made serious efforts to systematise and reformulate the Ottoman legislation in greater conformity with the Islamic tradition. His efforts were mainly concentrated in the reign of Selim II's father, Suleyman the Lawgiver (1520-66), when the empire was in its prime and required a clear solution to pressing legal problems.41 Some of these related to the life of the non-Muslim subjects of the sultan and Ebu's-su'ud pointed out that Christian monasteries had no legal right to their estates because rural land belonged to the ruler and, as such, it should not be exploited for the benefit of churches and monasteries. Selim II had his own reasons for applying the theological interpretations of his sheikhu'l-islam. By confiscating the monastic properties he could satisfy the budgetary demands being made by his administration. These came at a time when he was preparing an expedition against Venetian-held Cyprus, which necessitated additional financial resources.42
The confiscation was a severe blow to both monastic and ecclesiastical authorities. However, a loophole remained open to them. They were able to redeem their buildings, flocks and any other property that Islamic law deemed suitable for private ownership. The problem of landed property was more delicate because properly it belonged to the sultan; the monks were allowed to keep and exploit it, but on condition of paying a special tax together with various land taxes. They were also permitted to retain their other possessions, but on the understanding that they would use them for charitable purposes and for the support of the destitute and travellers.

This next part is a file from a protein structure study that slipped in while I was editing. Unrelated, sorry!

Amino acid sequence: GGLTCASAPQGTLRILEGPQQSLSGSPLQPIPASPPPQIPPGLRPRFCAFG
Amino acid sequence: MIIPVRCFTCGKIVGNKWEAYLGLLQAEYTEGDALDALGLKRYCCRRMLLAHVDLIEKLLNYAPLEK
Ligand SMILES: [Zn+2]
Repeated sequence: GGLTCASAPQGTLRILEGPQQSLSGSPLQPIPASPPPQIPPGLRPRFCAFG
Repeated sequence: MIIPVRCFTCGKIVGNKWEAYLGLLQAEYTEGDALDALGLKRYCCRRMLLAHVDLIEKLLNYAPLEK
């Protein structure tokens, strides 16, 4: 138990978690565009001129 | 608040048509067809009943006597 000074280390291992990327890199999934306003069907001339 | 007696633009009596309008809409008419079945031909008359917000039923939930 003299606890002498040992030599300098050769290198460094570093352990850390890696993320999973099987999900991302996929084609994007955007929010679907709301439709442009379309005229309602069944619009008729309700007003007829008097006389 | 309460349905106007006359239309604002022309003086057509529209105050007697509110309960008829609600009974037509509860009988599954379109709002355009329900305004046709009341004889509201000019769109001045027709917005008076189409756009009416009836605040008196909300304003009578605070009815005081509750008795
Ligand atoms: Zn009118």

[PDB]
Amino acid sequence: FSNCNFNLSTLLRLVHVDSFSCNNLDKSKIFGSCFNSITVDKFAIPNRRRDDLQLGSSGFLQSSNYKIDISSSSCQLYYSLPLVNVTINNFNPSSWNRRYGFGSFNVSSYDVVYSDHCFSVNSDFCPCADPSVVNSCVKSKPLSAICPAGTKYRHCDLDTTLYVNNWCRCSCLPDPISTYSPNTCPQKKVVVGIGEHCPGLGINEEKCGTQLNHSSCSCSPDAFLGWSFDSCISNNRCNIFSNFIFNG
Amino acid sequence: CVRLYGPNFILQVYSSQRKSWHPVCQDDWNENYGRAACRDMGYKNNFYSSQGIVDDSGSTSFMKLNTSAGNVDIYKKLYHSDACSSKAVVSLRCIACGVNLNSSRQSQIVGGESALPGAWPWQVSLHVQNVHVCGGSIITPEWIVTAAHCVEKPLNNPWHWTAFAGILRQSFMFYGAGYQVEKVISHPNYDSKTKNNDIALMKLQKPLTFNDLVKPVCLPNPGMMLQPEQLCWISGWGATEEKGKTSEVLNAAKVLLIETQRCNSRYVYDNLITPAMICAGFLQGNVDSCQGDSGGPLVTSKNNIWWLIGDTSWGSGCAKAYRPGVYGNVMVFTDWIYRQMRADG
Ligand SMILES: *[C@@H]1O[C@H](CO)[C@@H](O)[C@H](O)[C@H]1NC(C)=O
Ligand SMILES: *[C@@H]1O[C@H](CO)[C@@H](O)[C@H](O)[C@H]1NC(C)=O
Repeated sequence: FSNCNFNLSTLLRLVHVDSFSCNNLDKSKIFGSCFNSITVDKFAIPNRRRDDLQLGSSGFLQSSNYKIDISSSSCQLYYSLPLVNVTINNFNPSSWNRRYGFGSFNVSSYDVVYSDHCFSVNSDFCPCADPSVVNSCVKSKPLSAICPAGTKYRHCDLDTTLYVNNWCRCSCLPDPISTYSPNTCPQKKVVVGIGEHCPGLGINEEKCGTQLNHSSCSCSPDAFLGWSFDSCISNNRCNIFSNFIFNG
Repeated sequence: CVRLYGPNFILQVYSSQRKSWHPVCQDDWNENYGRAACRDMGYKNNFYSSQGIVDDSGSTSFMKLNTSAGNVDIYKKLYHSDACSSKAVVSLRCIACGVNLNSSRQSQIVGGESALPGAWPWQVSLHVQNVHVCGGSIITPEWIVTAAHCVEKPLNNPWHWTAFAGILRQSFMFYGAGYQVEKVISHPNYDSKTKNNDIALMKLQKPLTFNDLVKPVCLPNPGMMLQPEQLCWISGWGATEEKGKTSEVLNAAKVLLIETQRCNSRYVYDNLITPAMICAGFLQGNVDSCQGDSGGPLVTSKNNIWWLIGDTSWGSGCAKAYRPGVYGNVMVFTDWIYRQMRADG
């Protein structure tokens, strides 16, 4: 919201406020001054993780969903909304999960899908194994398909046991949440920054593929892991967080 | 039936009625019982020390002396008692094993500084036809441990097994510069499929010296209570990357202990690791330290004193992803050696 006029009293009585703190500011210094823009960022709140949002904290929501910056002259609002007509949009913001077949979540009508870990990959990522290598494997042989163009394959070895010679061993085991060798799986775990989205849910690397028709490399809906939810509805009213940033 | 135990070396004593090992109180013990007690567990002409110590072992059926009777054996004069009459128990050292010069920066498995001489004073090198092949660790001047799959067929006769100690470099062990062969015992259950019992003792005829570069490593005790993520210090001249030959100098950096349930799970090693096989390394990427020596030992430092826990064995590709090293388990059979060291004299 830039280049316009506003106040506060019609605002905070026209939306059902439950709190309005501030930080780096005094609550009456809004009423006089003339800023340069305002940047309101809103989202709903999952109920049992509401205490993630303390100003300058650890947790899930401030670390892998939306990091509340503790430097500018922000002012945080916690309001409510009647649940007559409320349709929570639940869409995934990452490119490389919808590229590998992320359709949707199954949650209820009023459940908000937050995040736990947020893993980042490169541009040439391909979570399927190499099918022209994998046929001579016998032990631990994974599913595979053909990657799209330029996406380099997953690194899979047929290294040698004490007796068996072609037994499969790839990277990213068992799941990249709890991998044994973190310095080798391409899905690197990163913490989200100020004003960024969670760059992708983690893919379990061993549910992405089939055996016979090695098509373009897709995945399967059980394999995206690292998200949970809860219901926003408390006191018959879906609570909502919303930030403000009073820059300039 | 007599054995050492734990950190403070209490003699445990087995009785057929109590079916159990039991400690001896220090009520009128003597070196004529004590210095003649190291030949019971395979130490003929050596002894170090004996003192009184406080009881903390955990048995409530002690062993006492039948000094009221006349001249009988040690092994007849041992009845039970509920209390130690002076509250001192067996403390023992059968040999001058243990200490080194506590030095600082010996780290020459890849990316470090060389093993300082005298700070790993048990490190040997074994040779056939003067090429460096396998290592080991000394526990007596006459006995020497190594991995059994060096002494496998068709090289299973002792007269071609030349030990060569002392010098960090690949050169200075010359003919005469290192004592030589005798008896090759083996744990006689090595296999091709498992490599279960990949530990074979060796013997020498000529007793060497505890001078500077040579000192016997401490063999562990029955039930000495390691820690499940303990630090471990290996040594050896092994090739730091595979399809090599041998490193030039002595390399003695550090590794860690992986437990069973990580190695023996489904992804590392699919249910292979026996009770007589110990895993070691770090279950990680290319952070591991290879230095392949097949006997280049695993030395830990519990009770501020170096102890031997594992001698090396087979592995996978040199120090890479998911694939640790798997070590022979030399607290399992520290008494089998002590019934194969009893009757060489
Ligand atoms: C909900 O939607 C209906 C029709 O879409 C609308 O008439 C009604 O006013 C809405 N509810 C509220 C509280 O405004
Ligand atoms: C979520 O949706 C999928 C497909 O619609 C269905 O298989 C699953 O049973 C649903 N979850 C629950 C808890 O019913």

As a partial justification of his confiscation of the Athonite estates Selim II adduced the subterfuges employed by the monks both to evade the payment of taxes and to increase their landed property at the expense of the peasantry. In other words, there was a degree of uncertainty about their title to some of their estates. Following the redemption of their estates the monks found themselves unsurprisingly involved in a series of property disputes. These became a major concern of the patriarch Jeremias II (1572-95), who sent the patriarch Sylvester ofAlexandria to Mount Athos to restore order. On the basis of this mission he issued a typikon for the monasteries of Mount Athos in the form of a patriarchal sigillion. It amounted to a programme for the reform of monastic life on the Holy Mountain. It recommended that the leading monastery of the Great Lavra return to the cenobitic life. The patriarch hoped
41 On Ebu's-su'ud see C. Imber, Ebu's-su'ud: theIslamiclegal tradition (Edinburgh: Edinburgh University Press, 1997), 8-20,159-62.
42 J. C. Alexander (Alexandropoulos), 'The Lord giveth and the Lord taketh away: Athos and the confiscation affair of 1568-1569', in Mount Athos in thei4th-i 6th centuries, 149-200. Cf.A. Fotic, 'The official explanation for the confiscation and sale of the monasteries (churches) and their estates at the time of Selim II', Turcica 26 (1994), 33-54.
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